The synthetic resin of this invention is made by reacting DMT esterified oxidate residue with a quantity of ethylene glycol in the range extending from that quantity of ethylene glycol equal to about 0.3 hydroxyl equivalent multiplied by the number of methoxyl equivalents (ASTM D-1166-60) in the residue to that quantity of ethylene glycol in moles substantially equal to the moles of poice tassium hydroxide needed for the drastic saponification (Anal. Chem. 23, 1126 (1951)) of the residue.

Reaction is effected by admixing the residue with ethylene glycol preferably in excess of the quantity to be reacted With the residue, and establishing and maintaining the resulting mixture in an elevated temperature range for a period of time suificient for complete reaction. Generally, the DMT esterified oxidate residue has a catalyst content which is also elfective for transesterification, and which will promote the present reaction. However, if such a catalyst is not present or not enough of it is present, enough transesterification catalyst to make a catalytic quantity of transesterification catalyst in the mixture is added to the mixture. Any conventional transesterification catalyst (single compound or mixture of compounds) can be used to promote this reaction.

The temperature range in which reaction is etfected is generally from about to 250 C. However, lower and higher operable temperatures are within the broader concepts of this invention.

The pressure under which the reaction is carried out is generally atmospheric. However, sub-atmospheric pressure and superatmospheric pressure are within the broader concepts of this invention.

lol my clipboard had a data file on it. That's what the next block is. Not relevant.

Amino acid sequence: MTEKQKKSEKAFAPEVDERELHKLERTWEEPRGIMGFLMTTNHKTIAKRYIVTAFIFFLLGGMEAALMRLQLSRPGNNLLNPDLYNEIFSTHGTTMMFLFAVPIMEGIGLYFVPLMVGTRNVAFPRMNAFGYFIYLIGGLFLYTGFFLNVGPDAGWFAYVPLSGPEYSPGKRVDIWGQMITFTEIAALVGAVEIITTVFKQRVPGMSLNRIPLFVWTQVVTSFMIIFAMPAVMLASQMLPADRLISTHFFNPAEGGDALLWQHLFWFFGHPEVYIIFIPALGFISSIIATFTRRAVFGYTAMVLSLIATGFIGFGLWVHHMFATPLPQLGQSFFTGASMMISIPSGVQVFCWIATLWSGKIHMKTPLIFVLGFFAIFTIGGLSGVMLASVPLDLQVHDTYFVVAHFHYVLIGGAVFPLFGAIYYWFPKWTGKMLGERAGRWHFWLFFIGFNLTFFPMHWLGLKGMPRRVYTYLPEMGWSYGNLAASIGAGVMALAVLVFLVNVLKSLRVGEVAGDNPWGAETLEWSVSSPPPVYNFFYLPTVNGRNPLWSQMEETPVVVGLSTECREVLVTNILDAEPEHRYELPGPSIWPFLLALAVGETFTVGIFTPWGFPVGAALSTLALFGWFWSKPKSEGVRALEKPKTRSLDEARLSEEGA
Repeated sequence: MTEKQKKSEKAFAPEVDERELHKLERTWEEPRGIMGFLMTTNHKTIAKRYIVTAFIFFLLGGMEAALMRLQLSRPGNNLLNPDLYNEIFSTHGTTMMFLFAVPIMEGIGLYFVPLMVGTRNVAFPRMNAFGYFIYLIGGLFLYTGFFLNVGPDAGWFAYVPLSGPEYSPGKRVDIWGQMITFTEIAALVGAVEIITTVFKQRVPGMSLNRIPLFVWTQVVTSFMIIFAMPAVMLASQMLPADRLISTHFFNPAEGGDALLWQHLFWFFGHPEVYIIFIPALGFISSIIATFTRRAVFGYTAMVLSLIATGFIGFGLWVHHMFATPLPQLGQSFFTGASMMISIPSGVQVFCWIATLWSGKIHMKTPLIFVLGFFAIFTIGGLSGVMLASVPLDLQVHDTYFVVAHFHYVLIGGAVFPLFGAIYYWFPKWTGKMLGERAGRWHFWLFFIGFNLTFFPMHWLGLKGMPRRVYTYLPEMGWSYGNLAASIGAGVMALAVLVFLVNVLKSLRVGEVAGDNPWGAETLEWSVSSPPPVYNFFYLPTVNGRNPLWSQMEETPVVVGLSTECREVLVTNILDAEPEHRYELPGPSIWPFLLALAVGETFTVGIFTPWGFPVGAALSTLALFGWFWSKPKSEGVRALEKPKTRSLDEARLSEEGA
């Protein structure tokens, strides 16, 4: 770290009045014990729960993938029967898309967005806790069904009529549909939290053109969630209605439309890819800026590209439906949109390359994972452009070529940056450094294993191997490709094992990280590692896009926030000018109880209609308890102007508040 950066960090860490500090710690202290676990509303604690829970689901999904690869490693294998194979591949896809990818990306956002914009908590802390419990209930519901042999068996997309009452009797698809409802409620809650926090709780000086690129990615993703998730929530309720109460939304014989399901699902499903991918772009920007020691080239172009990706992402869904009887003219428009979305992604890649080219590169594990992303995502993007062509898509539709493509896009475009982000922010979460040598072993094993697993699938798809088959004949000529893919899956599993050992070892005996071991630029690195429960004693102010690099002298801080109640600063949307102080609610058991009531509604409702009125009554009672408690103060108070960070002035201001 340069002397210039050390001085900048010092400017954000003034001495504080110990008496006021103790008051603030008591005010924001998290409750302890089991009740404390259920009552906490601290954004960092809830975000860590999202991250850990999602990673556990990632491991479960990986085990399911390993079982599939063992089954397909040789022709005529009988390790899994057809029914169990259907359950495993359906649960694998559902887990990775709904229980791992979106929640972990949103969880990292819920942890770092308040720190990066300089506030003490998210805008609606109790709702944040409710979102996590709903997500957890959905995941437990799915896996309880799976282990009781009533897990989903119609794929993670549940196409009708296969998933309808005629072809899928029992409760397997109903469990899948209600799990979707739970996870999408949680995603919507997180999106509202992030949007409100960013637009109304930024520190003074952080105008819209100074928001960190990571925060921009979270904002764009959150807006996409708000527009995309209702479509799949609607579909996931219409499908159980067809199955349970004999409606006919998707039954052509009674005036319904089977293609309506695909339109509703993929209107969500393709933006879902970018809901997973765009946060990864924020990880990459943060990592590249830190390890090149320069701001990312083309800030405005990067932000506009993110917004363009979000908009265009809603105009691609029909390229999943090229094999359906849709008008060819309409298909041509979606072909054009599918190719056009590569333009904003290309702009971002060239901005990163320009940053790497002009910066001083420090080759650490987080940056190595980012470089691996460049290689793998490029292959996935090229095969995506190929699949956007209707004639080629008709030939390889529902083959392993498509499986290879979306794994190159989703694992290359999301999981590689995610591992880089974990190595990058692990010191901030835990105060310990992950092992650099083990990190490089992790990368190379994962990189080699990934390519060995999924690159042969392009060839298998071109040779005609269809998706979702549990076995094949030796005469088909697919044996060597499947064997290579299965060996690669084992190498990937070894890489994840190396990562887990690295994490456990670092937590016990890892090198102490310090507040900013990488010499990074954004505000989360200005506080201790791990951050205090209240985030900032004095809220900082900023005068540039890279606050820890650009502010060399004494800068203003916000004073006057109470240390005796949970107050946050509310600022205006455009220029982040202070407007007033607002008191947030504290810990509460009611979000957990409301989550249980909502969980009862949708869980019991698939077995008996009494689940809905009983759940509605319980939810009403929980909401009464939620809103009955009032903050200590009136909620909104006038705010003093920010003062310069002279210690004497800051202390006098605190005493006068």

Generally the reaction is performed in the absence of a liquid reaction medium composed of material other than ethylene glycol and DMT esterified oxidate residue. However, the presence of liquid reaction medium composed of material other than the reactants is within the broader concepts of this invention.

The period of time sufficient for complete reaction is generally in a range from about one hour to about ten hours. Of course, the higher the reaction temperature the shorter the time required for substantially complete reaction. Shorter and longer periods of time to effect substantially complete reaction are.within the broader aspects of this invention. Reaction is considered to be substantially complete when the formation of methanol becomes nil.

Preferably, while reaction is taking place, methanol and any water formed in the reaction are removed from the reaction vessel. Any ethylene glycol removed with the methanol is preferably returned to the reaction mix ture.

Upon substantial completion of the reaction, residual ethylene glycol preferably is removed from the reaction mixture. This is done by distillation, The residue consists essentially of the desired reaction product.

The reaction product is a thermoplastic synthetic resin. The ranges of typical properties of specific embodiments of the resin are:

State at 20-25 C Dark brown. Color Liquid to solid. Drop softening point 20 to 250 C. Acid number (ASTM D1639) 0 to 40.

Hydroxyl (ASTM 'E222, Method B) O to 12% by weight. Methoxyl (ASTM D-1166-60) 0 to 25% by Weight. Solubility:

Acetone Completely soluble, no residue,

to partially soluble, residue present, solvent dark in color. Butyl acetate Partially soluble, residue present, solvent dark in color. Toluene Do. Methylene chloride Complete soluble, no residue. Kerosene Completely insoluble.